and does the company recognize the new "value" or the stock if the new owner of it decided to cash it in to them? did the company's assetts magically increase by ten dollars when he bought the stock?


no. An increased share price however means the companies overall value, or "market capitalization" increases. The company can then issue more shares at a higher price should it need to. More commonly the company is able to use this "asset creation" potential as security against which to borrow.

Basically, the higher the share price, the more valuable the company, the greater the value of shares one could issue and offer as security, the more they can borrow to expand.



posted on Aug, 7 2006 @ 06:33 PM
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Great explaination guys. There is nothing parasidical about it. Its the main reason the US has such a srong economy and why we are as well off as we are.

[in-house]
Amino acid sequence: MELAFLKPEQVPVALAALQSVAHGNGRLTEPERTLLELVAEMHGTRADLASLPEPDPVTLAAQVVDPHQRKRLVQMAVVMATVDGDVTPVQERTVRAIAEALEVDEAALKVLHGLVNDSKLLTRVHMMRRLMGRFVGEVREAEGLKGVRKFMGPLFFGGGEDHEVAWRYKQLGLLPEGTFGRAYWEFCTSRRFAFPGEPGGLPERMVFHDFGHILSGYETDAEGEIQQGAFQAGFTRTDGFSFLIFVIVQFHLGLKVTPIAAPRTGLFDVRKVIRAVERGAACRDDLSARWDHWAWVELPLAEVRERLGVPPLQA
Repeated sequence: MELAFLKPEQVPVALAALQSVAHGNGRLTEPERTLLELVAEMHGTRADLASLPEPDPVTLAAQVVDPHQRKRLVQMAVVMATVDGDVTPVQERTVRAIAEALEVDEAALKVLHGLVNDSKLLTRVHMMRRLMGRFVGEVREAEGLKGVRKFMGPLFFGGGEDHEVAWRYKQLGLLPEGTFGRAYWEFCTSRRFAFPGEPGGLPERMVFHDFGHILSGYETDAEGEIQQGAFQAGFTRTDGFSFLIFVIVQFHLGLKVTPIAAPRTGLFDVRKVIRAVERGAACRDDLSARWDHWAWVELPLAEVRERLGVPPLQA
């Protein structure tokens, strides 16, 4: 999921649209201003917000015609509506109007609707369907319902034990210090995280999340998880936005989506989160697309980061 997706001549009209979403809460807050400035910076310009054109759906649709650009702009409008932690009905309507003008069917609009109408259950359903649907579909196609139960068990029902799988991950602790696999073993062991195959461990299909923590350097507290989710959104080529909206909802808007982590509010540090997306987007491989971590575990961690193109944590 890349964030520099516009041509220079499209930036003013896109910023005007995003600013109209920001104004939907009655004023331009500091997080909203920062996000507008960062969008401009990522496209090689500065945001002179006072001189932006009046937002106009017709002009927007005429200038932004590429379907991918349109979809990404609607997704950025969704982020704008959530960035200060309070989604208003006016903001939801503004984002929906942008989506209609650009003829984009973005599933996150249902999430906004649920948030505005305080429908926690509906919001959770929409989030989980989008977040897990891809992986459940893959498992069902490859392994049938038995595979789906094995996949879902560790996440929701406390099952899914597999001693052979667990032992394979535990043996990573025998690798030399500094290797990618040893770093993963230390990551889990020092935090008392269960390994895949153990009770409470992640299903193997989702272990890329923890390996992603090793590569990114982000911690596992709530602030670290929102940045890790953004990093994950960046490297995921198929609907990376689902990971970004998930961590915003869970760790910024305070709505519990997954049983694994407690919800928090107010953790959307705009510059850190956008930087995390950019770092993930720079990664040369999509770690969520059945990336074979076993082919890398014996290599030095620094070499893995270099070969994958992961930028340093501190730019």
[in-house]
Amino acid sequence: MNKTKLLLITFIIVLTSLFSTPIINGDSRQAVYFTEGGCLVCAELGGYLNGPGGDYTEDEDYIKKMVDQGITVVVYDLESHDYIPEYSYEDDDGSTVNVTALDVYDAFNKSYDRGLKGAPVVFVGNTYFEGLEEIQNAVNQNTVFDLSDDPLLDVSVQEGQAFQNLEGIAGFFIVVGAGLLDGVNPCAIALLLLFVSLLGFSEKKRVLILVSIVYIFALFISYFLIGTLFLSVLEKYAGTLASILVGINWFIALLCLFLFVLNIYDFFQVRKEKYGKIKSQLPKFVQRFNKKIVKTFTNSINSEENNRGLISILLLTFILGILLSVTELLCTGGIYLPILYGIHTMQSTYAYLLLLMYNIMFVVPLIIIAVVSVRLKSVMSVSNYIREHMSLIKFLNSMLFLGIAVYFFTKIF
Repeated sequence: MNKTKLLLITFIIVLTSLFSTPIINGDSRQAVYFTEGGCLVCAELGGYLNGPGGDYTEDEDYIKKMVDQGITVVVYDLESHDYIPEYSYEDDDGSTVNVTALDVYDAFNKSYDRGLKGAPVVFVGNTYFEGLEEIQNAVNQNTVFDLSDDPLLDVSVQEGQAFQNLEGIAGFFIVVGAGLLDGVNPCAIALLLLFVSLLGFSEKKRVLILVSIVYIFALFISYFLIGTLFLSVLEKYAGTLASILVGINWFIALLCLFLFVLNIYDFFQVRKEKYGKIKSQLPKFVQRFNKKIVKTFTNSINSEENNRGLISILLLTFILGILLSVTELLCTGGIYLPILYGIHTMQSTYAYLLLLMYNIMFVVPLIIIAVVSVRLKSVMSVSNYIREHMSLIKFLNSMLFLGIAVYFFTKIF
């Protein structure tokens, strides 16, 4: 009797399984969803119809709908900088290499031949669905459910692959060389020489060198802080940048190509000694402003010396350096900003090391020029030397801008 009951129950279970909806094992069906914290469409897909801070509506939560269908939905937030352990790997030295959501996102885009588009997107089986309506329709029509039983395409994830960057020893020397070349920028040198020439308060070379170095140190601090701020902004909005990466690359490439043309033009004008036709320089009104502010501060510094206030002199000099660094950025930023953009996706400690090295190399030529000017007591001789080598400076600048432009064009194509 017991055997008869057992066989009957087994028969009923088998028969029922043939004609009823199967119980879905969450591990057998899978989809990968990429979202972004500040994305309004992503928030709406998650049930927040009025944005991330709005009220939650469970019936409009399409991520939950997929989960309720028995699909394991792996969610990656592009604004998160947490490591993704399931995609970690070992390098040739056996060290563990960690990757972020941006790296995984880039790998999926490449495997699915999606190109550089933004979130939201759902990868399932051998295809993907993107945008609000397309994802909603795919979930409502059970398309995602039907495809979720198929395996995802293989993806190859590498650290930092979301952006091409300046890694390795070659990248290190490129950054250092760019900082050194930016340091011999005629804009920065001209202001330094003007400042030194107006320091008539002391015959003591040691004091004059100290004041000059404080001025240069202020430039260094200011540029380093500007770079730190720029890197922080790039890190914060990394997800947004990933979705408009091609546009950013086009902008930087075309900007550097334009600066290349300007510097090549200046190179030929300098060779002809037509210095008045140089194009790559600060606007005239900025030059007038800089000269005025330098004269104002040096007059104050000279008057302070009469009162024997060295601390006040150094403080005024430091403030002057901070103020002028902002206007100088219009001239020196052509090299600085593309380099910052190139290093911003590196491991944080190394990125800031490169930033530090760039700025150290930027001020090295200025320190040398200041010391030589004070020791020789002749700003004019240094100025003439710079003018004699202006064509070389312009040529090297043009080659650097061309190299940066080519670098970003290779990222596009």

Its the way the market works.



posted on Aug, 7 2006 @ 06:33 PM
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Great explaination guys. There is nothing parasidical about it. Its the main reason the US has such a strong economy and why we are as well off as we are.

Its the way the market works.



posted on Aug, 8 2006 @ 05:06 AM
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so, the companies can borrow against PERCIEVED value...just like many homeowners have borrowed agianst the inflated PERCIEVED value of their home...

when the perception changes, which sooner or later, I got a feeling it will, well, we end up with alot of businesses and people with alot of debt along with a more realistic vision of their assetts. and this is good?